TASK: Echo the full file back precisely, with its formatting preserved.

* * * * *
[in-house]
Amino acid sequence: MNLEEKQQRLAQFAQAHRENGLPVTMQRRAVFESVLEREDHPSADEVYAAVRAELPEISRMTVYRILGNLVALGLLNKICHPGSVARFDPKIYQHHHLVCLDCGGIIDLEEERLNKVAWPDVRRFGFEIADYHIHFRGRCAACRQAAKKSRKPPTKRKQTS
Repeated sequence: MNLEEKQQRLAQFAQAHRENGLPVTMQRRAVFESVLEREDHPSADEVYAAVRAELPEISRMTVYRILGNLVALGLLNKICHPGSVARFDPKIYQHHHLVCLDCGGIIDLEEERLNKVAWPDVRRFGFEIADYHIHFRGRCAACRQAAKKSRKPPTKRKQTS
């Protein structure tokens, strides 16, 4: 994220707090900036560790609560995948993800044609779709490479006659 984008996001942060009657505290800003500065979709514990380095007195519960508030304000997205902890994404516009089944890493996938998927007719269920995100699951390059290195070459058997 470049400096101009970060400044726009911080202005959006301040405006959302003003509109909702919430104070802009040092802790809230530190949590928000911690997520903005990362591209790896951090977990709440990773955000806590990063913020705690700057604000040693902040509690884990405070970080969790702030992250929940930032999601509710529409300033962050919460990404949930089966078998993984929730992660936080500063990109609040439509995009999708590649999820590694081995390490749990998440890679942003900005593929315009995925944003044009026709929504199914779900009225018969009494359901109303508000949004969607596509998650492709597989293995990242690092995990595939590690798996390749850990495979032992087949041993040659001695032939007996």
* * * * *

[in-house]
Amino acid sequence: MNLEEKQQRLAQFAQAHRENGLPVTMQRRAVFESVLEREDHPSADEVYAAVRAELPEISRMTVYRILGNLVALGLLNKICHPGSVARFDPKIYQHHHLVCLDCGGIIDLEEERLNKVAWPDVRRFGFEIADYHIHFRGRCAACRQAAKKSRKPPTKRKQTS
Repeated sequence: MNLEEKQQRLAQFAQAHRENGLPVTMQRRAVFESVLEREDHPSADEVYAAVRAELPEISRMTVYRILGNLVALGLLNKICHPGSVARFDPKIYQHHHLVCLDCGGIIDLEEERLNKVAWPDVRRFGFEIADYHIHFRGRCAACRQAAKKSRKPPTKRKQTS
């Protein structure tokens, strides 16, 4: 994220707090900036560790609560995948993800044609779709490479006659 984008996001942060009657505290800003500065979709514990380095007195519960508030304000997205902890994404516009089944890493996938998927007719269920995100699951390059290195070459058997 470049400096101009970060400044726009911080202005959006301040405006959302003003509109909702919430104070802009040092802790809230530190949590928000911690997520903005990362591209790896951090977990709440990773955000806590990063913020705690700057604000040693902040509690884990405070970080969790702030992250929940930032999601509710529409300033962050919460990404949930089966078998993984929730992660936080500063990109609040439509995009999708590649999820590694081995390490749990998440890679942003900005593929315009995925944003044009026709929504199914779900009225018969009494359901109303508000949004969607596509998650492709597989293995990242690092995990595939590690798996390749850990495979032992087949041993040659001695032939007996």